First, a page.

The Micro-Convention

This past weekend I attended an event that I would classify as a micro-convention. Gamerati in collaboration with Dragonflight held a game day where members from both groups came together for a day full of gaming, complete with a tournament, game demonstrations from publishers, a few vendors, an open play game library, and a prototype lab.



The great thing about a micro-convention like this is that it is all about playing games. Yes, there were vendors selling their wares (I even picked up a cool aluminum die!), and publishers running demos, but the real focus is having a place to gather and play games for longer than that four-hour window that we usually get at our weekly game night. However, I noticed something as I observed the hall throughout the day. The various groups of people that were there; friends, families (with and without young children), gaming groups, and role-players were keeping to their groups for the most part. Whomever somebody was playing games with at one time during the day, they were usually with the same people at other times throughout the day. Role-players I understand have to keep to their own groups, as they have campaigns, pre-existing characters and story-lines to uphold, but everyone else should be breaking groups to play games with other people, otherwise why go to a convention? For everyone that I played with (aside from one demo), I could have done so at the regular meetup I attend. In a convention setting the event organizers have the means to help people organize games outside of their regular groups, and all it takes is a bit more planning and effort. To be clear, I am not saying that the game day was a bad event, I am just saying that it could have been better for some (myself included) if just a few simple things had been implemented. I think that in smaller events like this one, the organizers assume that most of the people will know each other or at least a fair number of people, and don’t take into account that some people (like me) might be there who are new to the area, new to the group, or even walked in off of the quad (the event was held at a college).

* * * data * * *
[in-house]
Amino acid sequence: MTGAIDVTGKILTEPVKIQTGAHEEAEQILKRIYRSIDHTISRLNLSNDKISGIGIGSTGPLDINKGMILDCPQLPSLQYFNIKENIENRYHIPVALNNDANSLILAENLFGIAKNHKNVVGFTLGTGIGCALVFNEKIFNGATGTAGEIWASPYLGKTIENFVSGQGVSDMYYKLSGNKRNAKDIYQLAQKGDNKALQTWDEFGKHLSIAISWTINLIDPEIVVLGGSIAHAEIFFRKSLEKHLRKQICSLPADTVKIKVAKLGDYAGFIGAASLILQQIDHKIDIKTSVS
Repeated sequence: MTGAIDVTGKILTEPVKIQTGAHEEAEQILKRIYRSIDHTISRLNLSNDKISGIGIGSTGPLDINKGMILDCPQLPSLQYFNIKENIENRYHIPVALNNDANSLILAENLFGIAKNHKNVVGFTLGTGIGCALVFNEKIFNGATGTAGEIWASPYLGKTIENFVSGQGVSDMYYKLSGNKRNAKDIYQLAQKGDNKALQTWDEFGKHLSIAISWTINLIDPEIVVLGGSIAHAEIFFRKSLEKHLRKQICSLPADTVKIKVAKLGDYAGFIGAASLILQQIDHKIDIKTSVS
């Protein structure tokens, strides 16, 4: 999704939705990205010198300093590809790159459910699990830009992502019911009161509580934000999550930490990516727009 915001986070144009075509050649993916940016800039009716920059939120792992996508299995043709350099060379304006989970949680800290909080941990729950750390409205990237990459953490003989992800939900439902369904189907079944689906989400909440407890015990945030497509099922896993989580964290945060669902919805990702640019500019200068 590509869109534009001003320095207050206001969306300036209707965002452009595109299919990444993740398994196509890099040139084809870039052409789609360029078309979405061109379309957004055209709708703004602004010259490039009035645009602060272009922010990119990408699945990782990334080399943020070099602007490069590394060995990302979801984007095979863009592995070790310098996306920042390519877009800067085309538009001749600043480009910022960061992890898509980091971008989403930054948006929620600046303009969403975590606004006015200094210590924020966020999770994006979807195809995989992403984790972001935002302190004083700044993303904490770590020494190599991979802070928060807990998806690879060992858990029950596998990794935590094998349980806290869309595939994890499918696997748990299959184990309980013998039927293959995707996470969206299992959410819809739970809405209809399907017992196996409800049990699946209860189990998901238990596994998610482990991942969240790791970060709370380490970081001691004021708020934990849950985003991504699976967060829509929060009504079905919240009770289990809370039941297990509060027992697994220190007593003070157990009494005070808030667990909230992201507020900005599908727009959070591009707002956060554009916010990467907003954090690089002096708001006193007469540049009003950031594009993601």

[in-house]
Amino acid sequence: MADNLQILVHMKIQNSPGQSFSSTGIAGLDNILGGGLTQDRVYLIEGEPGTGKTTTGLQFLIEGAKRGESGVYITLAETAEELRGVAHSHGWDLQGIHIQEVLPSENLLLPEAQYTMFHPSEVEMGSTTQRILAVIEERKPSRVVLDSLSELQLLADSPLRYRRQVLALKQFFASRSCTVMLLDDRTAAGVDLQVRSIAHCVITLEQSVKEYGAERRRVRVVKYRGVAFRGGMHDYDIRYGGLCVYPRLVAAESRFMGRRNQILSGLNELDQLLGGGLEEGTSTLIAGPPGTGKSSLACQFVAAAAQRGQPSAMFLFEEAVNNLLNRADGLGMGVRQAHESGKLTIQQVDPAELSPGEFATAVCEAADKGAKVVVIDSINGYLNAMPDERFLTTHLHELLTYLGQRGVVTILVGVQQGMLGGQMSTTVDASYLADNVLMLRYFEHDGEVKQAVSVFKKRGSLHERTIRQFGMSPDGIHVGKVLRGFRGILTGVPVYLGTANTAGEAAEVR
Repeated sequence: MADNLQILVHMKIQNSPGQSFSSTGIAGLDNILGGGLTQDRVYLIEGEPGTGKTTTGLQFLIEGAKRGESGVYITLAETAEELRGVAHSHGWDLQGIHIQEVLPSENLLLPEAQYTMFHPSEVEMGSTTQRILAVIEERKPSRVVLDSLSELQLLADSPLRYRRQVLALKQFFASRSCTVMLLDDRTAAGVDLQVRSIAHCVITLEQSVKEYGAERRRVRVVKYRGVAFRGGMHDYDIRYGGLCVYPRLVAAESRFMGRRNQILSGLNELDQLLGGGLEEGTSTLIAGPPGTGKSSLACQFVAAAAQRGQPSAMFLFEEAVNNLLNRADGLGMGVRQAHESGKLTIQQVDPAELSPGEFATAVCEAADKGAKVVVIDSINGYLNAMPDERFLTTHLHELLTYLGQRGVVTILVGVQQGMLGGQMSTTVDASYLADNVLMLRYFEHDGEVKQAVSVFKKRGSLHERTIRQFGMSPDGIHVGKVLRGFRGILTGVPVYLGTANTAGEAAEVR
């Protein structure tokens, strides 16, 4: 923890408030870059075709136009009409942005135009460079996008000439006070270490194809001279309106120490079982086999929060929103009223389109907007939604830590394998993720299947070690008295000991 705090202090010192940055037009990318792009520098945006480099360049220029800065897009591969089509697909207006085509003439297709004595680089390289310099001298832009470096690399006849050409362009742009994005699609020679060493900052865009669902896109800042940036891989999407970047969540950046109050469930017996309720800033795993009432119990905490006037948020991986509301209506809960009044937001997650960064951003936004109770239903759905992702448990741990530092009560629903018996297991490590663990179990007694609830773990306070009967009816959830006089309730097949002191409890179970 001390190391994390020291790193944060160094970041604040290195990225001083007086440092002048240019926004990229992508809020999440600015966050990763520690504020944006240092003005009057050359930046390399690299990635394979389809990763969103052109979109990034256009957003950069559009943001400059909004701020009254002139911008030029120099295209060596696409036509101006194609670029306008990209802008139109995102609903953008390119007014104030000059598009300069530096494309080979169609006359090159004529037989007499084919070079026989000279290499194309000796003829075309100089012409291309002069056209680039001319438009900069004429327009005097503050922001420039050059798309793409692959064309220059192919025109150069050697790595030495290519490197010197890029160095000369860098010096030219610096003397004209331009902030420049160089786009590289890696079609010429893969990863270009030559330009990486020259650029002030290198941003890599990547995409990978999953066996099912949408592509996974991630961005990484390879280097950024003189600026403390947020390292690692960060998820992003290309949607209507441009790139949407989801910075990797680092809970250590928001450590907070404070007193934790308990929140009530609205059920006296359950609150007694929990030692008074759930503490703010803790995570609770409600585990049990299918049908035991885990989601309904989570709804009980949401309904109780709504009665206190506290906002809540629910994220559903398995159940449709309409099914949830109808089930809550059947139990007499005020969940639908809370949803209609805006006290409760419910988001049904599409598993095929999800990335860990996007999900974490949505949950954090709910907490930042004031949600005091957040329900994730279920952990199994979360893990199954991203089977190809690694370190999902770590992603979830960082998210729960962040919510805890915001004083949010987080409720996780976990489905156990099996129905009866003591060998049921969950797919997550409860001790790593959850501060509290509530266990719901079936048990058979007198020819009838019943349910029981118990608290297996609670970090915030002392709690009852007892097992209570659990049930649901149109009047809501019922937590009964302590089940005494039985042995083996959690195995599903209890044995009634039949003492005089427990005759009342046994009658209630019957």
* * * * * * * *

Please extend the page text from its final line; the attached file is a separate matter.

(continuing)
Continue reading